“Too big to fail”: thanks to the financial crisis, it’s a phrase we’re all familiar with. Now a group of European economists and physicists are suggesting that there might be a more useful way to think about banks. In “DebtRank: Too Central to Fail? Financial Networks, the FED and Systemic Risk,” a paper published this month in Nature’s Scientific Reports, Stefano Battiston, Michelangelo Puliga, Rahul Kaushik, Paolo Tasca and Guido Caldarelli argue that it’s not how a big a bank is that matters, but how connected it is to other banks. They’ve even devised a method, loosely based on Google’s PageRank algorithm, to analyze financial data and figure out which banks are the most connected, and, therefore, the most dangerous. The banks which are too connected to fail, it turns out, aren’t necessarily the biggest.
The financial system is deeply interconnected, and that interconnectedness makes it very hard to analyze. Banks borrow from, lend to, and own pieces of one another. Over time, a small number of banks can come to occupy central positions among the rest. If one of those banks stumbles, the repercussions ripple out in many directions – and, if many of them stumble simultaneously, a crisis can ensue. That’s true even for non-huge banks: Even a smallish firm can cause a crisis, if enough other firms are invested in it.
The problem, of course, is that identifying super-connected banks is very, very difficult. Banks can be connected in complex, recursive ways. You need to know not just how much a bank has borrowed, but what its “feedback centrality” might be when trouble starts. That, the researchers write, is where Google’s PageRank algorithm can serve as inspiration. Google’s search engine works by analyzing the links between webpages, with the goal of discovering the most influential ones. In their paper, the researchers take a similar approach, analyzing a large amount of data gathered by the Federal Reserve to figure out which banks might be influential, in a bad way. Their DebtRank algorithm, they write, “takes recursively into account the impact of the distress of an initial node across the whole network.” The higher a bank’s DebtRank, the more risk its failure would pose to the financial system as a whole. The algorithm even works across time: as a crisis unfolds, DebtRanks rise across the bank network, “meaning that the default of each of them would cause a larger economic loss.”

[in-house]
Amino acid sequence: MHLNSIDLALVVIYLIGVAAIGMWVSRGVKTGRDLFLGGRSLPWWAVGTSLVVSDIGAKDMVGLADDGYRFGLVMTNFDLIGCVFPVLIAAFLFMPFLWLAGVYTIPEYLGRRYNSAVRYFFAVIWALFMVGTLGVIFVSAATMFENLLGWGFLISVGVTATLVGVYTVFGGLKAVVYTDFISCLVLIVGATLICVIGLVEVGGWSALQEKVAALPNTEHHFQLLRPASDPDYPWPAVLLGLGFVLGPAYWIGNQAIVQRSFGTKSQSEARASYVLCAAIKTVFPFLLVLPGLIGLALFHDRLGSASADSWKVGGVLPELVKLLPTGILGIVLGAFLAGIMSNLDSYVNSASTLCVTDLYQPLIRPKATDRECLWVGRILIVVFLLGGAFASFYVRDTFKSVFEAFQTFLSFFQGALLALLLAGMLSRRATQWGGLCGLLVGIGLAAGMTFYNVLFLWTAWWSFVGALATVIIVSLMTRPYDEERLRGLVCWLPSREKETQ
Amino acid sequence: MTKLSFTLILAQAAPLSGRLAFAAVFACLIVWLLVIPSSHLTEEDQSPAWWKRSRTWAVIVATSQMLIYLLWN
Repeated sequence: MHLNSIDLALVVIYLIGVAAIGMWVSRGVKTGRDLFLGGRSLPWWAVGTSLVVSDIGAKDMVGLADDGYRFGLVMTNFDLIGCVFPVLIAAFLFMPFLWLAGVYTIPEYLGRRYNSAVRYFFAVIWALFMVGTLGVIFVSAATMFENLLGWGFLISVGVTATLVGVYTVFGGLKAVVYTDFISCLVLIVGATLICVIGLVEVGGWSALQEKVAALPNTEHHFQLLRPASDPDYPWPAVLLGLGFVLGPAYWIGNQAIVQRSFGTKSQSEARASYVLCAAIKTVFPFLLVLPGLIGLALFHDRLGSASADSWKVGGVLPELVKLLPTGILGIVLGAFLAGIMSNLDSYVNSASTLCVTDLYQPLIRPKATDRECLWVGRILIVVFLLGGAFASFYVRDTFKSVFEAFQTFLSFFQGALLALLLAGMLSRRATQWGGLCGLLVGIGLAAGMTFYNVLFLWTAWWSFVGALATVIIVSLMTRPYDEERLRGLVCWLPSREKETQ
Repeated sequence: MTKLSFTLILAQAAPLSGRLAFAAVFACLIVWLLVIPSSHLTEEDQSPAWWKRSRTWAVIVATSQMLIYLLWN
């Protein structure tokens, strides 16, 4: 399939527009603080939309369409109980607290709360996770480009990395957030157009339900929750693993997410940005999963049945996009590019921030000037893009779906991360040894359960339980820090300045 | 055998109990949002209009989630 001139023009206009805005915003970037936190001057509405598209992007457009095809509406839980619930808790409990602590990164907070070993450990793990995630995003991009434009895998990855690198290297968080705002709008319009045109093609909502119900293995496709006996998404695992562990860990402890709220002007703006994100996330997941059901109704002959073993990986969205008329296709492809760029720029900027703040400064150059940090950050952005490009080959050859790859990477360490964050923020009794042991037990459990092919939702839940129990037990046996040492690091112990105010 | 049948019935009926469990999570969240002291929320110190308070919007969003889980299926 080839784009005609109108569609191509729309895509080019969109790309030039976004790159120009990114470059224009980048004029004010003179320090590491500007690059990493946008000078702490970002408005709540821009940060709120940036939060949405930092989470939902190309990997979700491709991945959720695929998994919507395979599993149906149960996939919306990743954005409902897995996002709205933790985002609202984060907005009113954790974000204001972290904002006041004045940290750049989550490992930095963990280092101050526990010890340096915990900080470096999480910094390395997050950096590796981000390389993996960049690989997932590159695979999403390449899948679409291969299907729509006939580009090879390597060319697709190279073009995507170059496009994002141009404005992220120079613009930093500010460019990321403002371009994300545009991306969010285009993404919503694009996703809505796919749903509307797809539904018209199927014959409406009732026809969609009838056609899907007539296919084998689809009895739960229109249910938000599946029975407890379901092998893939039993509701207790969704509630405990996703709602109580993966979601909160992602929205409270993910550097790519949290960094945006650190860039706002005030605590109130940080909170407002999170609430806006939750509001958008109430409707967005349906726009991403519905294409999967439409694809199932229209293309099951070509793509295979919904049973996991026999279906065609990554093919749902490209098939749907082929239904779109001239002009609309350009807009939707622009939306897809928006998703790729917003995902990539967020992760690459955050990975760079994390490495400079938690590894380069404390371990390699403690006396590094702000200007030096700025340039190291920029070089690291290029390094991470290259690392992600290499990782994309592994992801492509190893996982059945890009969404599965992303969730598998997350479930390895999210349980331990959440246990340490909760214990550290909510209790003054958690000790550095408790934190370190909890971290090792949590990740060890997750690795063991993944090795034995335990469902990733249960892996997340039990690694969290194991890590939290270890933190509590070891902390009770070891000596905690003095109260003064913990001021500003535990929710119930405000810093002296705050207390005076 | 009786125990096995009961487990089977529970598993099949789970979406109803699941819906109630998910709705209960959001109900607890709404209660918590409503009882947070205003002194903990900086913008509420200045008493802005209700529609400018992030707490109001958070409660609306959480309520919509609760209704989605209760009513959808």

Right now the research is preliminary: In order to produce a truly accurate DebtRank table, the researchers would need access to a much larger dataset than the one they have now, which draws on a limited amount of information about a limited number of banks. (Greater financial transparency would help with that.) Still, they write, “our results suggest that the current public discussion on too-big-to-fail institutions should be broadened to the network-theory notion of too-central-to-fail.” Read the whole paper at Nature.
Kevin Hartnett is a writer in Ann Arbor, Michigan. His last article for Ideas was about choosing Congress by lottery.
Guest blogger Simon Waxman is Managing Editor of Boston Review and has written for WBUR, Alternet, McSweeney's, Jacobin, and others.
Guest blogger Elizabeth Manus is a writer living in New York City. She has been a book review editor at the Boston Phoenix, and a columnist for The New York Observer and Metro.
Guest blogger Sarah Laskow is a freelance writer and editor in New York City. She edits Smithsonian's SmartNews blog and has contributed to Salon, Good, The American Prospect, Bloomberg News, and other publications.
Guest blogger Joshua Glenn is a Boston-based writer, publisher, and freelance semiotician. He was the original Brainiac blogger, and is currently editor of the blog HiLobrow, publisher of a series of Radium Age science fiction novels, and co-author/co-editor of several books, including the story collection "Significant Objects" and the kids' field guide to life "Unbored."
Guest blogger Ruth Graham is a freelance journalist in New Hampshire, and a frequent Ideas contributor. She is a former features editor for the New York Sun, and has written for publications including Slate and the Wall Street Journal.
Joshua Rothman is a graduate student and Teaching Fellow in the Harvard English department, and an Instructor in Public Policy at the Harvard Kennedy School of Government. He teaches novels and political writing.